In fighting games, appearances can often be deceiving, but one Super Smash Bros. Ultimate matchup is exactly what it looks like. Solid Snake, the rugged protagonist of “tactical espionage action” franchise Metal Gear, has a clear advantage in many fights, especially when facing the cute Animal Crossing secretary Isabelle. But this lopsided matchup didn’t stop one competitor from playing her heart out and taking down one of the best Ultimate players in the world.
On paper, this specific Super Smash Bros. Ultimate tournament match was all but decided before either player sat down at the AON Gaming weekly last Friday. Elliot “Ally” Carroza-Oyarce, visiting the Long Island-based event from Canada, has been considered a high-level Super Smash Bros. talent since the days of Brawl, and his legacy has only gotten stronger with Ultimate. While his skill has a lot to do with that, he’s also aided significantly by his use of Solid Snake, a character considered by many to be, at the very least, one of the top five fighters in the game. Ally glided through his first few tournament matches, dispatching a handful of players in quick, 2-0 blowouts before coming up against a lesser-known Isabelle player who goes by the handle Bocchi.
Bocchi is Ally’s opposite in almost every way. At only 15 years old, she’s much younger than Ally, who turned 28 last February. She’s also relatively inexperienced when compared to his decade of competition. Then there’s the fact that she plays newcomer Isabelle, whose adorable demeanor doesn’t necessarily translate to viability in high-level Super Smash Bros. Ultimate play. Before the recent patch, a consolidated character ranking placed her just outside the bottom 10 due to, among other things, the short range of her normal attacks and overall vulnerability. In more recent patches, the situation has only gotten worse for the clumsy canine. Bocchi had her work cut out for her.
But that’s the beauty of fighting games: no matter how lopsided a situation may seem, nothing is ever predetermined.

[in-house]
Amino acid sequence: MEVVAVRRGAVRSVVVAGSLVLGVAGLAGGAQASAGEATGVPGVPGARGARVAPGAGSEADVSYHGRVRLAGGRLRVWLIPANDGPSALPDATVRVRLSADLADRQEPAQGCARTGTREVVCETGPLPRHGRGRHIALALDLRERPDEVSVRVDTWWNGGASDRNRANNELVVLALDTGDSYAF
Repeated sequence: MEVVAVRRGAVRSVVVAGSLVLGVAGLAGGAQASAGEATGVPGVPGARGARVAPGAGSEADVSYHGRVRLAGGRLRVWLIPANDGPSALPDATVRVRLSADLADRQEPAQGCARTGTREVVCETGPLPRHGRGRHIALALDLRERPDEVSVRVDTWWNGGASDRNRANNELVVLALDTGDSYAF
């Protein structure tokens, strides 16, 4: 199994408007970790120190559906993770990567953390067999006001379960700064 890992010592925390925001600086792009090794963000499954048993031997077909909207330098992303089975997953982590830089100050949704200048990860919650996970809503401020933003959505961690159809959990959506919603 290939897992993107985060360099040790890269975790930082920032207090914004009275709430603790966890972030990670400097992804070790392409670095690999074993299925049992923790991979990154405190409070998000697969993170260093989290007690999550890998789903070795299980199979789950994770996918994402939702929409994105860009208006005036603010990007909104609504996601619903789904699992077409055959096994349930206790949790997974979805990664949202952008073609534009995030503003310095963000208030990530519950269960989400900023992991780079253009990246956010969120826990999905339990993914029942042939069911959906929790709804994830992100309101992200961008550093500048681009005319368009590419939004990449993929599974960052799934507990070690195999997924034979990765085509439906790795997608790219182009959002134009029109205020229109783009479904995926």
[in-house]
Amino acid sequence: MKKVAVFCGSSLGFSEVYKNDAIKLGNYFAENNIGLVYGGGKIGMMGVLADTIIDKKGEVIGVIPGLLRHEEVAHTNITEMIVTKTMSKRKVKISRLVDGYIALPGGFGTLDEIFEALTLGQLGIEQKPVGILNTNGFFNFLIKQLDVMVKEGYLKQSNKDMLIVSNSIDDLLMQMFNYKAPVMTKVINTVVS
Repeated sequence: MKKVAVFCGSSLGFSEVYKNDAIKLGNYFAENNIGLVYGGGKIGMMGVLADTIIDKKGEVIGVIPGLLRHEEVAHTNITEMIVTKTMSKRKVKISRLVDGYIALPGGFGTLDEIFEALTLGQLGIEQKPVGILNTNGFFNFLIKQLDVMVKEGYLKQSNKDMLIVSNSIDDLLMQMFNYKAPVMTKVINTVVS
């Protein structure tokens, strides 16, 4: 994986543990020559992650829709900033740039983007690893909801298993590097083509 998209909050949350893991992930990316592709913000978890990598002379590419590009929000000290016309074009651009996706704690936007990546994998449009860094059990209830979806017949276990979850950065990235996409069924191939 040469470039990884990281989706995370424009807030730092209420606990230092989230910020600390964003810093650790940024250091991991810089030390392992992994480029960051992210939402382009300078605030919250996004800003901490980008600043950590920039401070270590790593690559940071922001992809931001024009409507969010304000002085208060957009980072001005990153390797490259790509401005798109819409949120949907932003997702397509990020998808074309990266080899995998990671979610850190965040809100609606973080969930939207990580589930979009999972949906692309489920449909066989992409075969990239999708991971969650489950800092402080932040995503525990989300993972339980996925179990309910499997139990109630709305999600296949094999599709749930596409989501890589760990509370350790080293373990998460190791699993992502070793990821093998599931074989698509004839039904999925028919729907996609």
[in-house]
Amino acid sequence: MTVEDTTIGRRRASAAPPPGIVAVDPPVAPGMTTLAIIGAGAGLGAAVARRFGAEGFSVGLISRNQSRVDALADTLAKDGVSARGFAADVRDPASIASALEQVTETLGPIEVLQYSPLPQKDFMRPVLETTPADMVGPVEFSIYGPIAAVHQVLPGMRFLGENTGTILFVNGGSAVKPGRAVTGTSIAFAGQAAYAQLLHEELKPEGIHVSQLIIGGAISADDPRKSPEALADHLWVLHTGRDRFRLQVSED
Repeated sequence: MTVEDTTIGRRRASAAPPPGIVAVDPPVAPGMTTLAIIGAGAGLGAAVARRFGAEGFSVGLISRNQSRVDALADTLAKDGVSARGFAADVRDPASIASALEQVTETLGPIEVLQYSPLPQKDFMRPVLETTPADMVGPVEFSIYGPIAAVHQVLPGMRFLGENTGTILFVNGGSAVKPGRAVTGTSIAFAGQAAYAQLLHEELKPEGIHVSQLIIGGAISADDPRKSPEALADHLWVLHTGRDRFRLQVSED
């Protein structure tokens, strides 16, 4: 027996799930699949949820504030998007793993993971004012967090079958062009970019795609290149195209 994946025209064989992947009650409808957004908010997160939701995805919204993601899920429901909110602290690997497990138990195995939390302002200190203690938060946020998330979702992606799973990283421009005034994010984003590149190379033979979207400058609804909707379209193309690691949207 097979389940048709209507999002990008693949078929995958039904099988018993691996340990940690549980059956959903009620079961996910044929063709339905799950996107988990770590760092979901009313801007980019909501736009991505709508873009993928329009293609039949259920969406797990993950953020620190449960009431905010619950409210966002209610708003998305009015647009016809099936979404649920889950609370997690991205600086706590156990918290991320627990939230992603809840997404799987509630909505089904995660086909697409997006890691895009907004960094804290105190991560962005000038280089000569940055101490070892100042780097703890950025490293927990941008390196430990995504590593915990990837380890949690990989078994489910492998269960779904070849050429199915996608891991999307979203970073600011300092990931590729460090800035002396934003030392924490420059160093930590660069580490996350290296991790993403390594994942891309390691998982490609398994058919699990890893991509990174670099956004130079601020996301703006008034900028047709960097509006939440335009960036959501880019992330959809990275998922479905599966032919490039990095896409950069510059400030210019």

Bocchi has been public about her opinion that the Isabelle-Snake matchup is actually even, and she did a good job of showing why she believes that in her match against Ally. While the Canadian player won the first game, it was a close match, thanks to Isabelle’s ability to pocket Snake’s grenades and missiles. This allowed her to turn the projectiles against him, and it limited his ability to keep her off stage. Bocchi also made good use of Isabelle’s fishing rod, a long-range special that grabs the opponent and sets them up for a follow-up throw. Bocchi seemed to gain some measure of confidence in the opening fight and carried that into the next two games.
By staying on Snake, Bocchi made it almost impossible for Ally to control the stage and make use of his character’s highly damaging arsenal. There’s something very silly about watching Isabelle use her collection of umbrellas, party poppers, and traffic signs to combat Snake’s very serious military hardware, but both players looked serious as their respective characters battled on stage. As it became clear that Bocchi was more than a match for Ally, the local crowd livened up, cheering her on during the match and then exploding when she finally managed to defeat the Super Smash Bros. Ultimate powerhouse by a score of 2-1. In the footage above, Bocchi can be seen jumping out of her chair and hugging a few of the spectators in celebration.
While I don’t think fighting game tier lists are completely full of shit, there are certainly a few intangible details that make them less than accurate in certain situations. Ask any Super Smash Bros. Ultimate player which character is better, Snake or Isabelle, and the majority are going to tell you Snake, especially when Ally is the one controlling him. But this general opinion also grants Isabelle an air of mystery. She’s presumably pretty bad, so no one plays her, so no one knows how to play against her. This leaves Isabelle players like Bocchi—who, don’t get me wrong, probably has to practice twice as hard and play twice as well due to her character choice—with an advantage that tier lists don’t normally take into account.
After winning, Bocchi was inundated with messages of congratulations on social media, and some even started to posit whether Isabelle was stronger than many in the competitive community had previously thought. Despite her incredible upset of Ally earlier in the day, Bocchi’s denial of this notion was blunt: “No, Isabelle isn’t a magic mid-tier now. She’s still probably bottom 10, and has a lot of horrible matchups. She is still not good.”
Well, that settles that.
Ian Walker loves fighting games and loves writing about them even more. You can find him on Twitter at @iantothemax.